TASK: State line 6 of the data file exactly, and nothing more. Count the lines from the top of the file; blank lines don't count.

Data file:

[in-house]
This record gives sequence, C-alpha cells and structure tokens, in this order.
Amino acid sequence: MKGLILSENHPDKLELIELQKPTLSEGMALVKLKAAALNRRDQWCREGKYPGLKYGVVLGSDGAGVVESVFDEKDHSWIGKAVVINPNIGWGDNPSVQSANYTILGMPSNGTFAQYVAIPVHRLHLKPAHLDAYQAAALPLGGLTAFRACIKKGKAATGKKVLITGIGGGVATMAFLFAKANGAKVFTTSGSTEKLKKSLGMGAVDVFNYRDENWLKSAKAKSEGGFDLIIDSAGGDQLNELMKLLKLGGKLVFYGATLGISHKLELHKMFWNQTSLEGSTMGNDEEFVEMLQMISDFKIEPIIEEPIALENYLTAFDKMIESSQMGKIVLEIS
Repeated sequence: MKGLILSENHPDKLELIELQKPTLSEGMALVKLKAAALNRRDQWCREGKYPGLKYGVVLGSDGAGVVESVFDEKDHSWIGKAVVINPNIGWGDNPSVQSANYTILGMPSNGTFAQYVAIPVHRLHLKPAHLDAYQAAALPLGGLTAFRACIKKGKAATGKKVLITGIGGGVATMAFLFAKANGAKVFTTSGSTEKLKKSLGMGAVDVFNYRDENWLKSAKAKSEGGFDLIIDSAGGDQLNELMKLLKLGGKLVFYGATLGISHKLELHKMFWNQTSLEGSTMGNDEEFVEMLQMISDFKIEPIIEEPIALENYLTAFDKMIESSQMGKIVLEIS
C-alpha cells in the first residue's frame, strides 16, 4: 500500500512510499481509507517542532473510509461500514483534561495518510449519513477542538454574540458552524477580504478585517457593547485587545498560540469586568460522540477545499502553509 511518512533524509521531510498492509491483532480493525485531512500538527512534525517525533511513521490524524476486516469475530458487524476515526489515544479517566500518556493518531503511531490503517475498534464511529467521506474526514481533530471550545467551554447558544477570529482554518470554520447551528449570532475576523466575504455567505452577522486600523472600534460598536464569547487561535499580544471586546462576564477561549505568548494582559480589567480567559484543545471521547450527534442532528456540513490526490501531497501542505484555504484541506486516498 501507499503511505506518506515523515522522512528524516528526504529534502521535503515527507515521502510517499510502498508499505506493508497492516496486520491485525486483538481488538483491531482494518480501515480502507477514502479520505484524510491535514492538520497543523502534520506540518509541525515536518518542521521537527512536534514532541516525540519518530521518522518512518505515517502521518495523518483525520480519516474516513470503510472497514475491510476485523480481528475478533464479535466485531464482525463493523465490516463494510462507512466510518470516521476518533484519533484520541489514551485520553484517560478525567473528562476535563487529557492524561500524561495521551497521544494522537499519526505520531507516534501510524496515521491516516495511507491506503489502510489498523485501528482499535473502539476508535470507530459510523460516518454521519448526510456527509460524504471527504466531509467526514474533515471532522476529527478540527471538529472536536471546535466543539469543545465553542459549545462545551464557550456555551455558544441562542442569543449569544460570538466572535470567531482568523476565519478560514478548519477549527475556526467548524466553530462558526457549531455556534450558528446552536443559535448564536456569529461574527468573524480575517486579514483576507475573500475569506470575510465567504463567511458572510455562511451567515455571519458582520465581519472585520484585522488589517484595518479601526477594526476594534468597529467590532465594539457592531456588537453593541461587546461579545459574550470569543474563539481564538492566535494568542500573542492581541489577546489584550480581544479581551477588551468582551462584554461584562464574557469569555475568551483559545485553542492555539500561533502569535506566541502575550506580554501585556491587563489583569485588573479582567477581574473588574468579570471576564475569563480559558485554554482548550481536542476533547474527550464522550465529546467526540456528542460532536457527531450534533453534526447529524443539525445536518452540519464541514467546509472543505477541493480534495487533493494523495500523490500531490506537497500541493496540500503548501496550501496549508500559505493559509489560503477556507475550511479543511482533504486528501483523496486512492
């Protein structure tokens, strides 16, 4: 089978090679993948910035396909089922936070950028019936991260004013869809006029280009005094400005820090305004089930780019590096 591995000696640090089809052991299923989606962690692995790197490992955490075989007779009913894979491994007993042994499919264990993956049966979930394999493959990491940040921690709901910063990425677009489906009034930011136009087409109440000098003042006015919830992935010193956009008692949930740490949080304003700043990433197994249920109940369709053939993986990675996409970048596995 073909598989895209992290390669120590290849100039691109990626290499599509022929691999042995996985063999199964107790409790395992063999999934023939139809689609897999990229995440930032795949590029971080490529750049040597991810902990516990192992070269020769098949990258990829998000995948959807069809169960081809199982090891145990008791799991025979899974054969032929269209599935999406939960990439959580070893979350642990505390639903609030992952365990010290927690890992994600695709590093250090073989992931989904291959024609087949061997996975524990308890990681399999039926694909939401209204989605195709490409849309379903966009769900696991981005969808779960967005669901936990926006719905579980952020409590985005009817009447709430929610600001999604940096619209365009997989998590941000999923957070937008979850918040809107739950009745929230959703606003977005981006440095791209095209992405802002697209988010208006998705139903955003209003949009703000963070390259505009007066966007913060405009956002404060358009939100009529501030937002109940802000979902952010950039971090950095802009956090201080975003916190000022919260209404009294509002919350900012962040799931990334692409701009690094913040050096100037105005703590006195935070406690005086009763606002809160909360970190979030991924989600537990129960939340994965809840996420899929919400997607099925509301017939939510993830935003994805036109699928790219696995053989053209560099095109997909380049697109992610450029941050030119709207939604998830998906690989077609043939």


């Protein structure tokens, strides 16, 4: 089978090679993948910035396909089922936070950028019936991260004013869809006029280009005094400005820090305004089930780019590096 591995000696640090089809052991299923989606962690692995790197490992955490075989007779009913894979491994007993042994499919264990993956049966979930394999493959990491940040921690709901910063990425677009489906009034930011136009087409109440000098003042006015919830992935010193956009008692949930740490949080304003700043990433197994249920109940369709053939993986990675996409970048596995 073909598989895209992290390669120590290849100039691109990626290499599509022929691999042995996985063999199964107790409790395992063999999934023939139809689609897999990229995440930032795949590029971080490529750049040597991810902990516990192992070269020769098949990258990829998000995948959807069809169960081809199982090891145990008791799991025979899974054969032929269209599935999406939960990439959580070893979350642990505390639903609030992952365990010290927690890992994600695709590093250090073989992931989904291959024609087949061997996975524990308890990681399999039926694909939401209204989605195709490409849309379903966009769900696991981005969808779960967005669901936990926006719905579980952020409590985005009817009447709430929610600001999604940096619209365009997989998590941000999923957070937008979850918040809107739950009745929230959703606003977005981006440095791209095209992405802002697209988010208006998705139903955003209003949009703000963070390259505009007066966007913060405009956002404060358009939100009529501030937002109940802000979902952010950039971090950095802009956090201080975003916190000022919260209404009294509002919350900012962040799931990334692409701009690094913040050096100037105005703590006195935070406690005086009763606002809160909360970190979030991924989600537990129960939340994965809840996420899929919400997607099925509301017939939510993830935003994805036109699928790219696995053989053209560099095109997909380049697109992610450029941050030119709207939604998830998906690989077609043939």